Where IoT is not a subject – The Plight of Third-World Internet Users

Where IoT is not a subject - The Plight of Third-World Internet Users

An article by Marc Kavinsky, Editor at IoT Business News.

Most of us in the advanced Western world have grown used to having unrestricted Internet access on demand. We find it a major inconvenience to lose it for even a short amount of time, so it’s easy to forget that for many people, an unreliable Internet connection is the standard. This stands especially true for countries in the third world whose political systems have always been easier to misuse and exploit. And with no proper and unrestricted Internet infrastructure one can hardly imagine how Internet of Things (IoT) projects can find their way in those countries.

In this article, we take a look at three nations who heavily restrict access to the Internet and what that entails for their citizens and local companies.

Eritrea

Eritrea is often overlooked when people discuss oppressive regimes. It doesn’t have the same name recognition as North Korea, but it is often aptly described as ‘The North Korea of Africa’. The Eritrean government is one of the most repressive in the world, and it has national communications and Internet policies to match.

According to Eritrean law, only the national state broadcaster is permitted to disseminate news among the population – any other organization caught broadcasting or attempting to broadcast news will face serious sanctions; the individuals involved will be at risk of physical harm.

Those who do work for the state broadcaster live in a state of constant fear that the news they choose to share will be deemed inappropriate by the Eritrean authorities. In such cases, the responsible individuals face arbitrary arrest and detention.

Regular Internet users in Eritrea are not free to exchange information with one another or with other communities. Everything they do online is monitored, and anything that displeases the central regime can result in punishment. Eritreans have no access to any of the main sources of online information, such as social media and search engines. In fact, less than 1% of the Eritrean population have Internet connection at all, according to the UN.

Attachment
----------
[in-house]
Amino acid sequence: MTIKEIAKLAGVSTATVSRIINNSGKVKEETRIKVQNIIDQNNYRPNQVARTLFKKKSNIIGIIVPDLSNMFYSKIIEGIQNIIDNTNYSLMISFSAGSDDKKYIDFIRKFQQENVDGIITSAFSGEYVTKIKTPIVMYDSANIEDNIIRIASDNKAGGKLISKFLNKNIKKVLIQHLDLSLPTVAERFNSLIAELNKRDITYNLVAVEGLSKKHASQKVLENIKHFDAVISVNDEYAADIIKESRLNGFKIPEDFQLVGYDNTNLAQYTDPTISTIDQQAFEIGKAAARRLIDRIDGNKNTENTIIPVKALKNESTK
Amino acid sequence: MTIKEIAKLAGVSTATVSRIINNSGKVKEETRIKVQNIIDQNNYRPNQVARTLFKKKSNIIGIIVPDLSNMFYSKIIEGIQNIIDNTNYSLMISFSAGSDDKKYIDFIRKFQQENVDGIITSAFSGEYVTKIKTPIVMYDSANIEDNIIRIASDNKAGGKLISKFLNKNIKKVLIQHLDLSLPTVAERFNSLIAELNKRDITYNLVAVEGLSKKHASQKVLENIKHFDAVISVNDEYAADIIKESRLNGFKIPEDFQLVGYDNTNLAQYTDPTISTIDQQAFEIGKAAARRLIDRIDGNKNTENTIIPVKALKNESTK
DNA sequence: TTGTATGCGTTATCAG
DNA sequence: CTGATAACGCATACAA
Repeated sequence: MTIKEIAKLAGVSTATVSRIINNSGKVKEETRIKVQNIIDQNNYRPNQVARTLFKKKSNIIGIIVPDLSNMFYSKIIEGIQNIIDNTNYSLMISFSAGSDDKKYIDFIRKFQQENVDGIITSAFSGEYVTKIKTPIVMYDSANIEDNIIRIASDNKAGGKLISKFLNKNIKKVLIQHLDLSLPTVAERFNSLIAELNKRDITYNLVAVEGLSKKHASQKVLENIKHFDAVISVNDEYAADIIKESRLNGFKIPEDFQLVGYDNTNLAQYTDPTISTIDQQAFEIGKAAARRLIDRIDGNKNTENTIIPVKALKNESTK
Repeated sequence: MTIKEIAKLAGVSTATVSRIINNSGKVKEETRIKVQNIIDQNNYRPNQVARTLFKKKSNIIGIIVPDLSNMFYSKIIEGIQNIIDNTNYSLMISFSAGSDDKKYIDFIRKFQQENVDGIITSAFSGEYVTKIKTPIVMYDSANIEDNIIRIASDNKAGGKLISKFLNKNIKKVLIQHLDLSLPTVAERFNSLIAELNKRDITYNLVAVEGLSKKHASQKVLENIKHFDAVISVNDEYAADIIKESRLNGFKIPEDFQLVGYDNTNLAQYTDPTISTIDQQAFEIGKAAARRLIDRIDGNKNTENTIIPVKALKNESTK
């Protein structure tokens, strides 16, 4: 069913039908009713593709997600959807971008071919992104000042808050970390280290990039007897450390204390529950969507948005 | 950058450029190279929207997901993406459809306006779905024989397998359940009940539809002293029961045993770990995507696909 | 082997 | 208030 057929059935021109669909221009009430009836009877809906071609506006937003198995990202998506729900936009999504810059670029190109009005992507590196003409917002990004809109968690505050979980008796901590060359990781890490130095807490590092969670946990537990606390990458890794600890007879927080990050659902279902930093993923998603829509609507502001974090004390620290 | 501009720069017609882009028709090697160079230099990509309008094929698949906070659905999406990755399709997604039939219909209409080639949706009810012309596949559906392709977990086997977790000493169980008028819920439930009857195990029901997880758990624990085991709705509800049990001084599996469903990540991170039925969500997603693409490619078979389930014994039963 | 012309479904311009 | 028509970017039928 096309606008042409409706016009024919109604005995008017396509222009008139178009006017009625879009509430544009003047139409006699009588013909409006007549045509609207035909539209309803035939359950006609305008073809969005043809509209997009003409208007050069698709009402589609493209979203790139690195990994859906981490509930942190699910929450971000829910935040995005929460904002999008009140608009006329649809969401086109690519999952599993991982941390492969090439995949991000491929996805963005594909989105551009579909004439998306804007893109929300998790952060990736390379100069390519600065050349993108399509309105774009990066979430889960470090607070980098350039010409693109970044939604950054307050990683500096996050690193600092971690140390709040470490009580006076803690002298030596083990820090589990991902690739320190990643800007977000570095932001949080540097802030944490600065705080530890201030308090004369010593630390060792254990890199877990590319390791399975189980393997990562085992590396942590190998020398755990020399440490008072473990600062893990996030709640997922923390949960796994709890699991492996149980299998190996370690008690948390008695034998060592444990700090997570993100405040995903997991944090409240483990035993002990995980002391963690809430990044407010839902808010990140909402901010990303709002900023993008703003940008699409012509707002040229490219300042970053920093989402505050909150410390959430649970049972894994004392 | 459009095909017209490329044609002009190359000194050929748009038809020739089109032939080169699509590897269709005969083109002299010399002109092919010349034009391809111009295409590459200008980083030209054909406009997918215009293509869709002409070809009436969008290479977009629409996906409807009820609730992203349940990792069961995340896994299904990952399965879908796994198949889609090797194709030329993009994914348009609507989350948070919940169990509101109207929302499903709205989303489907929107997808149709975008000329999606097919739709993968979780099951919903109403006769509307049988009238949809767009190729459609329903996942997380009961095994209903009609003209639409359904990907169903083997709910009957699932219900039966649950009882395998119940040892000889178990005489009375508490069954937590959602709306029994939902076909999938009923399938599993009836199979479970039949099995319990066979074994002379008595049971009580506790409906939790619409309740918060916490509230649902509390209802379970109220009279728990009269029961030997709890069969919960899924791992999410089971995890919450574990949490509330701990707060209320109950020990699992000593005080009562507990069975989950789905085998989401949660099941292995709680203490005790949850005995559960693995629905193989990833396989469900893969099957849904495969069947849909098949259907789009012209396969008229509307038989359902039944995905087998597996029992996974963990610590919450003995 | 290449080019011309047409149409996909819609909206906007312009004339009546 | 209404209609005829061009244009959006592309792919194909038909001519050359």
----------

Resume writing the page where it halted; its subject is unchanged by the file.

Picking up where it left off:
North Korea

North Korea is one of the nations whose constitutions claim to offer freedom of expression, but whose actions quickly put any such notions to bed. North Korean citizens don’t have access to the wider Internet; instead, they are expected to make do with North Korea’s heavily censored intranet called Kwangmyong.

Only the political elite in North Korea has unrestricted access to the Internet. Some educational institutions, such as Pyongyang University, are also able to access a wider range of Internet websites that are necessary to perform their intended functions, educate students, and train staff. Regular North Koreans have no such luxury – they are limited to a small number of state-curated websites.

Faced with heavy restrictions, some North Koreans have taken to using devices smuggled from neighboring China to provide them with access to services that would otherwise be blocked. Since 2013, North Korea has produced its own smartphone, but the capabilities of the device are heavily restricted and it is designed to be centrally monitored.

North Korea prevents its citizens from accessing anything that it might consider ‘damaging’ to the nation. This doesn’t just include political statements, but also content that is perceived as promoting sex or violence among users.

Ethiopia

In preparation for elections in 2015, the Ethiopian government started cracking down on dissent, as well as any communications platform that might be used to spread it. This was part of a common tactic used in the country in recent years. If a dictator or authoritarian can shut off Internet access to a large number of those protesting, it is inevitable that they will do so when their government finds itself under threat.

Cutting access to phone networks and restricting access to users’ accounts are just some of the ways that regimes like Ethiopia are able to keep control of their population with minimal force. Limiting the flow of information enables governments to prevent their citizens from even knowing that they have been targeted by countermeasures.

Prior to the last elections in 2015, Ethiopia made a concerted effort to crack down on any independent news and media organizations, strengthening the regime’s stranglehold on the country. Ethiopia has a history of imprisoning and otherwise punishing bloggers and journalists whose work it deems to be damaging to its national security.

Internet in Ethiopia is provided by a single state-approved provider, Ethio Telecom. Ethio Telecom has a habit of routinely suspending access to major new websites and other online services that journalists use.

Most of us take unrestricted Internet access for granted. Unfortunately, there is still a disconcertingly large number of countries that don’t have free access to online content. For people in these nations, there are severe restrictions on the information they can reach, as well as the information they are allowed to share with one another.

In some cases, accessing the wrong website or making a coordinated effort to circumvent any restrictions can lead to serious repercussions. For many it is hard to envisage, but those who live in nations determined to limit their own citizen’s access to the Internet face the very real threat of harm or even death if they are caught disobeying their government. In those particular areas where a real Internet of People is not available yet, the Internet of Things is far from being a subject. At least until the local regimes realize they can use IoT technologies to push the surveillance of their citizens even further. Sometimes, the IoT is not a good idea…

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